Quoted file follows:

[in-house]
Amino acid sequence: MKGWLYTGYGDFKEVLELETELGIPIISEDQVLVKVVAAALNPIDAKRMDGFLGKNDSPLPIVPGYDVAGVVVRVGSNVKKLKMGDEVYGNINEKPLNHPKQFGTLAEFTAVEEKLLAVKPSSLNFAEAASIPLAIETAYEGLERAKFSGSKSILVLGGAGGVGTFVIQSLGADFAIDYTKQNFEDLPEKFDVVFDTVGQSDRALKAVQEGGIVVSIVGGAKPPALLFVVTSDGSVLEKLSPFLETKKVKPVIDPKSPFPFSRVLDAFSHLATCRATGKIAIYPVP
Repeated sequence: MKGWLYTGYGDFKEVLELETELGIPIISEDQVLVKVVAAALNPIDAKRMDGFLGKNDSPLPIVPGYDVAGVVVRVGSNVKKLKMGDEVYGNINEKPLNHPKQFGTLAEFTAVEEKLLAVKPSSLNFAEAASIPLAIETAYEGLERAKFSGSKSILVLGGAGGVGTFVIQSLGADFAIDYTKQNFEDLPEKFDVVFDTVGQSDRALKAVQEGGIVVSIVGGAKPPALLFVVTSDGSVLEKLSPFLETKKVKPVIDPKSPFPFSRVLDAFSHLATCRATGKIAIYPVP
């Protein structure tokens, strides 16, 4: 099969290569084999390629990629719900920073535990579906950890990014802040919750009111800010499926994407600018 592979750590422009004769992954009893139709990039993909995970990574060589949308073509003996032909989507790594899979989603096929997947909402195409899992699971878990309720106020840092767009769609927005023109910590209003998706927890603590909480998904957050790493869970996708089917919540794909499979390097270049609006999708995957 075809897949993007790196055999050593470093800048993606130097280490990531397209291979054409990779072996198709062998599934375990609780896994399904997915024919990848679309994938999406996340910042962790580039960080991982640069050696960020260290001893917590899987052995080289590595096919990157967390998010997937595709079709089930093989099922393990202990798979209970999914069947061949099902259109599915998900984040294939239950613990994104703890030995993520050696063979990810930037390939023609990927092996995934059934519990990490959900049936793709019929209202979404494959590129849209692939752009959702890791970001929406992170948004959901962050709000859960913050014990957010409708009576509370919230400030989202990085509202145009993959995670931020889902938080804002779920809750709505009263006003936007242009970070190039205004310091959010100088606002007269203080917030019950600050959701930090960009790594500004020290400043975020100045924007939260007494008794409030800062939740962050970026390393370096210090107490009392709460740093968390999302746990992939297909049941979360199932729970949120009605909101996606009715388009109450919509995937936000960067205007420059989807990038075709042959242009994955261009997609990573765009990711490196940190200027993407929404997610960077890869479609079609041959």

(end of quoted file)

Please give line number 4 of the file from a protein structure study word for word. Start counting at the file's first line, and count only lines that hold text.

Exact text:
């Protein structure tokens, strides 16, 4: 099969290569084999390629990629719900920073535990579906950890990014802040919750009111800010499926994407600018 592979750590422009004769992954009893139709990039993909995970990574060589949308073509003996032909989507790594899979989603096929997947909402195409899992699971878990309720106020840092767009769609927005023109910590209003998706927890603590909480998904957050790493869970996708089917919540794909499979390097270049609006999708995957 075809897949993007790196055999050593470093800048993606130097280490990531397209291979054409990779072996198709062998599934375990609780896994399904997915024919990848679309994938999406996340910042962790580039960080991982640069050696960020260290001893917590899987052995080289590595096919990157967390998010997937595709079709089930093989099922393990202990798979209970999914069947061949099902259109599915998900984040294939239950613990994104703890030995993520050696063979990810930037390939023609990927092996995934059934519990990490959900049936793709019929209202979404494959590129849209692939752009959702890791970001929406992170948004959901962050709000859960913050014990957010409708009576509370919230400030989202990085509202145009993959995670931020889902938080804002779920809750709505009263006003936007242009970070190039205004310091959010100088606002007269203080917030019950600050959701930090960009790594500004020290400043975020100045924007939260007494008794409030800062939740962050970026390393370096210090107490009392709460740093968390999302746990992939297909049941979360199932729970949120009605909101996606009715388009109450919509995937936000960067205007420059989807990038075709042959242009994955261009997609990573765009990711490196940190200027993407929404997610960077890869479609079609041959």